The singer died at her home in Franklin, Tennessee (pictured) on April 30
Wynonna Judd and Naomi Judd are pictured at the 2022 CMT Awards on April 11
Naomi (left) and Wynonna Judd (right), performing as the mother-daughter duo The Judds, scored 14 No.

1 songs in a career that spanned nearly three decades. They are pictured at the CMA Music Festival in 2009
Ashley, who was visiting Naomi's Tennessee home on the day she died, also detailed her last moments with her mother.  
'It was a mixed day,' Ashley told GMA.
'I visit with my mom and Pop every day when I'm home in Tennessee. So, I was at the house visiting as I am every day, and mom said to me: 'Will you stay with me?'
'I said, 'of course, I will.'
The actress had stepped outside to greet a family friend and when she went to notify her mother that their guest had arrived, she found her dead. 
'I went upstairs to let her know that the friend was there and I discovered her.

I have both grief and trauma from discovering her.
'My mother is entitled to her dignity and her privacy and so there are some things that we would just like to retain as a family. 
'I want to be very careful when we talk about this today that for anyone having those ideas or those impulses, you know, to talk to someone, to share, to be open to be vulnerable.

There is a national suicide hotline.

'I went upstairs to let her know that the friend was there and I discovered her,' Ashley shared.

'I have both grief and trauma from discovering her'
Naomi Judd is pictured with her daughters, Wynonna and Ashley in an undated photograph
Wynonna (left) and Naomi Judd (right) are pictured with Dolly Parton in 1987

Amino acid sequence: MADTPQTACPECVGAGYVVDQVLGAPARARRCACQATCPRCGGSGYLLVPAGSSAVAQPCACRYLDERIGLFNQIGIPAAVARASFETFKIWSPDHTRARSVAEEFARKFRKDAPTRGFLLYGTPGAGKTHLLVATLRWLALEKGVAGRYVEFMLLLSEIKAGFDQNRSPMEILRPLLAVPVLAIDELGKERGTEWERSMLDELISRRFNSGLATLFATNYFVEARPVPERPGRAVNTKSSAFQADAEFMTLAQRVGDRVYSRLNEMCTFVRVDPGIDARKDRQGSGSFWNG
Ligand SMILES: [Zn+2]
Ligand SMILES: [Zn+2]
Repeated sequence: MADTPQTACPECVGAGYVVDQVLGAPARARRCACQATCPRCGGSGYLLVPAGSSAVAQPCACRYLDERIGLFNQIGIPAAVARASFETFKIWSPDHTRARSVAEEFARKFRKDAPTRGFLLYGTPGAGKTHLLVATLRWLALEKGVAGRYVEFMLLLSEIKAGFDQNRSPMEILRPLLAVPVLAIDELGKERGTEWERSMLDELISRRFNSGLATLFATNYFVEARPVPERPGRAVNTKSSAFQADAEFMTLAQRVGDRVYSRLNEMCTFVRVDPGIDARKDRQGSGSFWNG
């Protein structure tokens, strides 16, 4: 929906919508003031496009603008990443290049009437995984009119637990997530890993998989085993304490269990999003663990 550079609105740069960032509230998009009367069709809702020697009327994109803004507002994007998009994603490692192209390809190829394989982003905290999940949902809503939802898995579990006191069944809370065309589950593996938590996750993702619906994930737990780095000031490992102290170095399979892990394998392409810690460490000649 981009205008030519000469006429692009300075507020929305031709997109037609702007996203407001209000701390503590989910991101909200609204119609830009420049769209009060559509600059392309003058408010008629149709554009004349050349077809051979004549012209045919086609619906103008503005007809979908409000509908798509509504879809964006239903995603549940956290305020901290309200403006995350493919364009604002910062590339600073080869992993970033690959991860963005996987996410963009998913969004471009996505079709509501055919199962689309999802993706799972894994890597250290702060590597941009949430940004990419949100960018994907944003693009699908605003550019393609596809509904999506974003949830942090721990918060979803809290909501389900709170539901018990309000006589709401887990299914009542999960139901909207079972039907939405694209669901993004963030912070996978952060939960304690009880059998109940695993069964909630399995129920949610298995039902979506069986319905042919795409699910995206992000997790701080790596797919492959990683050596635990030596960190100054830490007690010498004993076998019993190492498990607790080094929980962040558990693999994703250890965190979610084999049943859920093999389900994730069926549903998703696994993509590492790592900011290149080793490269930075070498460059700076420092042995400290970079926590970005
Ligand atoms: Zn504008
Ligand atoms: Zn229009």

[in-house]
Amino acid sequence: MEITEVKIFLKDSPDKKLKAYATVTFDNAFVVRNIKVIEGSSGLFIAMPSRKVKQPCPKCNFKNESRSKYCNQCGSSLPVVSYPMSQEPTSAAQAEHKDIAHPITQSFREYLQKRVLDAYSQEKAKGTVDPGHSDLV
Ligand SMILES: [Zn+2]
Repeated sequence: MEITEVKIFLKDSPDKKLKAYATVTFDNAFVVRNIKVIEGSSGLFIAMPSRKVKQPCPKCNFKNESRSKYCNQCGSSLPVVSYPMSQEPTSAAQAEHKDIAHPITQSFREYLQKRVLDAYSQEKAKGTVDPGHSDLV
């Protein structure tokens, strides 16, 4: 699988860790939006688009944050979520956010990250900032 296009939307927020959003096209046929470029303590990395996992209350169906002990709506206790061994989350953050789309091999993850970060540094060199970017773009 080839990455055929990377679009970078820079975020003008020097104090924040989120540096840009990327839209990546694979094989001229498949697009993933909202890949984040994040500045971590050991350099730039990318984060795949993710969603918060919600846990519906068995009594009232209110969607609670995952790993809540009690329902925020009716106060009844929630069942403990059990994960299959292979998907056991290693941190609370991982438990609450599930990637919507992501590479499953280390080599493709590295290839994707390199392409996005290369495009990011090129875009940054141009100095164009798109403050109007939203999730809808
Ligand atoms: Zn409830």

Ricky Skaggs presents Ashley Judd the medallion that would have been given to her mother Naomi Judd during The Judds' Country Music Hall of Fame induction on May 1
Naomi Judd shows off her Nashville-area farmhouse on Oprah Winfrey Network in Jan. 2016
Ashley also shared what it's like to love someone struggling with mental illness.
'I really accepted the love my mother was capable of giving me because I knew she was fragile, so when I walked around the back of their house and came in the kitchen door and she said 'there's my darling, there's my baby and she lit up,' I savored those moments,' she said.
'And every time we hugged and she drank me in, I was very present for those tactile experiences because I knew there would come a time when she would be gone, whether it was sooner or whether it was later, whether it was by the disease or another cause.
'Mom was a brilliant conversationalist.

She was a star. She was an underrated songwriter, and she was someone who suffered from mental illness, you know, and had a lot of trouble getting off the sofa except to go into town every day to The Cheesecake Factory where all the staff knew and loved her.
'And I know everything about them because she told me everything about them.

Duane at Walgreens who needs to get a dog - that's the way she was.
Naomi had written extensively about her struggles with , and even referenced suicide in an open letter published in magazine in 2018.